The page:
Impact of Landscape in Frankenstein
In Mary Shelley’s novel Frankenstein, the country has been directing influences on the character’s moods and takes a fundamental part in the story. The novel takes place in the picturesque countryside of Europe. Victor travels to the country to change his moods and lift his spirits. The monster learns everything he knows by examining the country and makes his home in this setting, and all the characters, especially the monster, recognizes all nature has to offer, and the life it holds.
Shelly's Frankenstein is a classic work that illustrates a tale of passion, misery, dread and remorse. Shelly reveals the story of a man's desire for knowledge which ...view middle of the document...
This is seen when Walton says “But besides this, there is a love for the marvelous, a belief in the marvelous, intertwined in all my projects, which hurries me out of the common pathways of men, even to the wild sea and unvisited regions I am about to explore” (6). He tries to find comfort through nature, yet it is never suitable.
Victor examines the country to lift his moods. After Victor’s illness he discovers a sort of peace in the tranquil landscape, “A serene sky and verdant fields fill me with ecstasy. The present season was indeed divine; the flowers of spring bloomed in the hedges, while those of the summer were already in bud” (78). The country fills Victor with total happiness and relaxation. The innocence and life of nature start erasing memories of his sins, only that moment at least. It is hard for him to forget his sins, when ones sins have a tendency of following him.
The setting for Mary Shelly's Frankenstein plays a very essential role on both the significance and realism of the story. Once again, Victor returns to the beautiful mountains and glorious streams in order to receive "the greatest consolation" (80). This attractive scene had a calming effect on his most recent disturbance. It allowed him to some how clear his mind from the horror that was right before him. He seeks relaxation and he finds it by sitting at the top of a rock on a sea of ice. Victor is constantly reminded of his troubles, but just the thought of this heavenly serenity makes him forget about his present problems.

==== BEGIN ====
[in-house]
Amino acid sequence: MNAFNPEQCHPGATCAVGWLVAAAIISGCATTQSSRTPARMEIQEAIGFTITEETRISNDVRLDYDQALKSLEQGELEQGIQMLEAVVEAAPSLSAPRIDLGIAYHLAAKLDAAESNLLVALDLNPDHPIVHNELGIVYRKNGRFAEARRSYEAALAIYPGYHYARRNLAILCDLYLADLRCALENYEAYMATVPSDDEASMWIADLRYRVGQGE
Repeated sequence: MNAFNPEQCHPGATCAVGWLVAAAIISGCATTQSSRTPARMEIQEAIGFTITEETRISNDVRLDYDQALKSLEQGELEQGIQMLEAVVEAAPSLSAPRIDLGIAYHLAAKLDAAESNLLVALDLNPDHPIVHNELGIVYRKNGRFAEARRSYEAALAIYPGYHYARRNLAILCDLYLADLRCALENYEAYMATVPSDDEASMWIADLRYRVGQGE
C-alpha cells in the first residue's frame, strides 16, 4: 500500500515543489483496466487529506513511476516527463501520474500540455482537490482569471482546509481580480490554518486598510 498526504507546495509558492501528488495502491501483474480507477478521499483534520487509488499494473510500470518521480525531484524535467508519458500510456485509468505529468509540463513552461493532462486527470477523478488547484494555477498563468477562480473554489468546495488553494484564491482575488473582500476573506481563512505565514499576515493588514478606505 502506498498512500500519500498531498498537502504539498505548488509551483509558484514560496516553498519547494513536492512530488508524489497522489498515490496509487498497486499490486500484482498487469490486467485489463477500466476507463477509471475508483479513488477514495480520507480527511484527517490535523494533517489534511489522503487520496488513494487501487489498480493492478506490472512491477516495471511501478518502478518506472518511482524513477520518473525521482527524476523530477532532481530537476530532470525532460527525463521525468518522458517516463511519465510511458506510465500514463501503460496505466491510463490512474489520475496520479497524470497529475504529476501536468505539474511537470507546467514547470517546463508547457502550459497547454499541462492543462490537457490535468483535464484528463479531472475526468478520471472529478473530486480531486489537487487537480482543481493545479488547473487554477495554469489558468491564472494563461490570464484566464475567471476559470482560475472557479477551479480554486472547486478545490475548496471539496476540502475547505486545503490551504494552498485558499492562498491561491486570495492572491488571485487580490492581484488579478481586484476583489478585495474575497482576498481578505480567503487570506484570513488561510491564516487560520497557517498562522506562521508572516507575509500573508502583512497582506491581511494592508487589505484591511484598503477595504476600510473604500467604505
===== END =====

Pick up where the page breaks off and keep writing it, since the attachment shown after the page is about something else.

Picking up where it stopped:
At first he felt the regular joy, “These sublime and magnificent scenes afforded me the greatest consolation that I was capable of receiving, they elevated me from all littleness of feeling; and although they did not remove my grief, they subdued and tranquillized it” (111). However, almost instantly after he sees the creature he so ardently dislikes. “As I said this, I suddenly beheld the figure of a man, at some distance, advancing towards me with superhuman speed. He bounded over the crevices in the ice, among which I had walked with caution; his stature, also, as he approached, seemed to exceed that of man. I was troubled: a mist came over my eyes, and I felt a faintness seize me; but I was quickly restored by the cold gale of the mountains. I perceived, as the shape came nearer that it was the wretch whom I had created” (114).The monster always notices him in his country solitude.
The monster also discovers comfort to his solitude in the country, where he makes his home. He values every aspect of nature, “Spring advanced rapidly; the weather became fine, and the skies cloudless. It surprised me that what before was desert and gloomy should now bloom with the most beautiful flowers and verdure. My senses were gratified and refreshed by a thousand scents of delight, and a thousand sights of beauty” (137). The wonders of nature are easiest to observe in the country, and modified by the creature’s young mind, enables him to adore...